"Surely the young men do not live in America?"
Translation:Num iuvenes in America habitant?
When verbs are conjugated in Latin, their endings change according to the pronoun that goes with it. For example, habitat would mean "he/she/it lives." So if the subject of your sentence is "young man" which would be a "he", your sentence would be "iuvenis habitat." If you have a plural subject like "young men" the ending changes to "nt". Your noun changes too in this case from "is" to "es". So your sentence would be "iuvenes habitant." You can sometimes find the verb conjugation charts online that show all the pronouns and their verb endings.
I am struggling to understand Duolingo's mindset regarding the preposition "in". Sometimes, it only wants ablative like in this case, sometimes it substitutes genitive. So, it will use "university of Rome" technically in Latin but translate it "in Rome." So when I type it what it technically said, it is wrong. Anyone have a tip on this?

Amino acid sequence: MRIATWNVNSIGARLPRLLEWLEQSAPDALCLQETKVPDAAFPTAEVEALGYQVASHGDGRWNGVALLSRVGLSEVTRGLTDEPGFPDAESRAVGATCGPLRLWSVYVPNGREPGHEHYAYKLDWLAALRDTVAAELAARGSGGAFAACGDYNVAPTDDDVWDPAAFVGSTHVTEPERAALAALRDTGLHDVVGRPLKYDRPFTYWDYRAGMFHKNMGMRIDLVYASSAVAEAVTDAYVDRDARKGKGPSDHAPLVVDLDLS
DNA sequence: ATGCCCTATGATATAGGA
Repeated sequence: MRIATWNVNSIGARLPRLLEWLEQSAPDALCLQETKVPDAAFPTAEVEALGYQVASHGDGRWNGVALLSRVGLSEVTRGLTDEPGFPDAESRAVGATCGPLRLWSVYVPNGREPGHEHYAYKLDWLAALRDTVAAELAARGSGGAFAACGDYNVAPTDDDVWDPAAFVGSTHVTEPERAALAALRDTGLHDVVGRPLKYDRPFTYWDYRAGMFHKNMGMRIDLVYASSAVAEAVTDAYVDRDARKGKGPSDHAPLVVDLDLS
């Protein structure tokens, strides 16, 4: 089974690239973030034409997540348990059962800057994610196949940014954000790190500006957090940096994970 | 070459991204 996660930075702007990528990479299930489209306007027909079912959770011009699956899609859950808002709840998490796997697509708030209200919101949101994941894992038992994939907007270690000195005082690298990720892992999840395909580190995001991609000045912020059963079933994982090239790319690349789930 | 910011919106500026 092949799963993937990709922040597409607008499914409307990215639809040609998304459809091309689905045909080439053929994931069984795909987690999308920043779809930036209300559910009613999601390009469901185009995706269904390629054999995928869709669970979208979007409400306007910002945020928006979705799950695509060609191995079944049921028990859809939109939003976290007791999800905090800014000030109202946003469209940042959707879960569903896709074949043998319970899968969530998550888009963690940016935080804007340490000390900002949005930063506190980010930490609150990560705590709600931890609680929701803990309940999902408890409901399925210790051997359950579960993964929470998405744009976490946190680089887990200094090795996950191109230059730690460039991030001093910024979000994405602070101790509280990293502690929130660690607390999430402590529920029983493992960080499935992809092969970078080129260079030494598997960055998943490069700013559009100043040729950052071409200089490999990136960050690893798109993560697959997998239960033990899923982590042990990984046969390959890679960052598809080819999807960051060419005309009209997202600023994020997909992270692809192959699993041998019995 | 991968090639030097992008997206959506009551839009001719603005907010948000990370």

Cities, towns, small islands (usually have one city or town on them), and some few other nouns (like domus) make use of the locative case. This case for first and second declension nouns does look like the genitive. For nouns that do not fall into the above categories (America does not in this sentence) we make use of in + ablative to represent location